# Expected Value of Binomial Probability Distribution - Issue with Notation

The equations for getting the expected value of the binomial distribution in one of my textbooks is:

$$\sum_{x=i} x_i P(X=x_i)$$

and in another is:

$$\sum_x x P(x)$$

and both texts say that this actually equals:

$$\mu = np$$

and from what I can see the 'p' means the probability of success in the binomial equation.

As usual, I find the math notation of the summation equations is difficult to understand. If p = 0.6 and the number of trials is 4 then I from the above equation:

$$\mu = 4 \times 0.6 = 2.4$$

which seems simple, but when I look at the summation equations, I can't see that they are telling me to add up p 4 times because:

1. there is a value $x_i$ to multiply a value $P(X = x_i)$
2. What is this value $x_i$?
3. Is $P(X = x_i)$ the same as 'p' ie 0.6 in the above example, or does it have a different value for each value of $x_i$ whatever that is?
4. I tried summing the values of the discrete probability distribution and dividing by the number of different discrete values but didn't get the same answer.

I'm sure I'm not too far off getting this, but I don't see how the summation notation is saying the same thing as $\mu = np$.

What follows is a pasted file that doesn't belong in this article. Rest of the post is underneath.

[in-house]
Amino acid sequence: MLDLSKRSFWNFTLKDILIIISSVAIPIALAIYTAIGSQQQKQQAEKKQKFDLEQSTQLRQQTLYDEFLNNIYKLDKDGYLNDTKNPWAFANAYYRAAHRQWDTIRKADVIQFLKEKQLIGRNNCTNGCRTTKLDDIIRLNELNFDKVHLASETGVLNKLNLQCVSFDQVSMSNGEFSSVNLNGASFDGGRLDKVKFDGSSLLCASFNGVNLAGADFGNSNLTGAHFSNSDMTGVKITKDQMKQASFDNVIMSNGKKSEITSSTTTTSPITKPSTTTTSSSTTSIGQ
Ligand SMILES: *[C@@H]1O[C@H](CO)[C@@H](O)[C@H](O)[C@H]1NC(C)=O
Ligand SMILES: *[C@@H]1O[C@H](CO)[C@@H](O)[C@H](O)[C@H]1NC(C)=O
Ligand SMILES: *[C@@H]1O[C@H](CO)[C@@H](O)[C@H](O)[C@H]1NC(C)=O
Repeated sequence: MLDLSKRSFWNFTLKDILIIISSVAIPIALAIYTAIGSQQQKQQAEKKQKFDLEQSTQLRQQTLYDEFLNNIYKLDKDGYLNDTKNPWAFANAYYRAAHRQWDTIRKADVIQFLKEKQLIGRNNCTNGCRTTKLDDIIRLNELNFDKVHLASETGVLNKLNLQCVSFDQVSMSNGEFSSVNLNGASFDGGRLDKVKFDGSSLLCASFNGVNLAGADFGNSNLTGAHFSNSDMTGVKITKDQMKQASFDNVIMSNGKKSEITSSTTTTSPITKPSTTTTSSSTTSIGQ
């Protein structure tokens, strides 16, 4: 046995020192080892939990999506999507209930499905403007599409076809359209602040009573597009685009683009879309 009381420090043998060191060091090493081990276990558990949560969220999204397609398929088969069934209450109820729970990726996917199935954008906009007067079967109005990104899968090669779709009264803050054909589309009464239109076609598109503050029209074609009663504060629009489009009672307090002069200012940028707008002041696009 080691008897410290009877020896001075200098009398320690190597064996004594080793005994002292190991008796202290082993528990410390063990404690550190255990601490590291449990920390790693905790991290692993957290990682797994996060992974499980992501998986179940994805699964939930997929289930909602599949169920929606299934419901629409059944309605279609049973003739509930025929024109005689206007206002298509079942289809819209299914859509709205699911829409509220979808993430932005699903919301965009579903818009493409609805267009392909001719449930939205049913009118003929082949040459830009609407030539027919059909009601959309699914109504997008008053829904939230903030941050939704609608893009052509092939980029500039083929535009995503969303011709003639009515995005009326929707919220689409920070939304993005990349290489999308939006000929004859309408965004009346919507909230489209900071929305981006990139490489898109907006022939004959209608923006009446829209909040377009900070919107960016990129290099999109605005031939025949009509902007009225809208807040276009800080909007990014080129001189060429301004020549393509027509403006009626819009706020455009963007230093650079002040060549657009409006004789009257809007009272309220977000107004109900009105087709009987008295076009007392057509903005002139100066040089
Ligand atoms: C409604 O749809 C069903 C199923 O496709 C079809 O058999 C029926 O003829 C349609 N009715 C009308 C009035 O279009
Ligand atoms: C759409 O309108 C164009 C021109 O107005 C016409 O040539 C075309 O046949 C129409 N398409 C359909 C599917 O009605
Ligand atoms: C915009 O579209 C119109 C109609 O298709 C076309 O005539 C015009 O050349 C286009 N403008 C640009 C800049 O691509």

Thanks in advance for any clarification.

Regards

Joe

-

If the number of trials is 4, then $X$ can take the values 0, 1, 2, 3 and 4. Then $x_1 = 0, x_2=1, \cdots, x_5 = 4$.
Since this is a binomial distribution, $P(X=x_i) = \binom{n}{x_i}p^{x_i}(1-p)^{n-x_i}$, so $P(X=x_i)$ does not equal $p$ (at least not usually), and $P(X=x_i)$ has different values for different $x_i$.
Using the formula for finding $P(X=x_i)$ (provided above), you will be able to multiply $P(X=x_i)$ with $x_i$ for $i = 1, 2, 3, 4, 5$. When you add these five products together you will find the sum (at the top of your question) for the expectation value. If you do it right, I think you will find out that the sum is equal to $np$.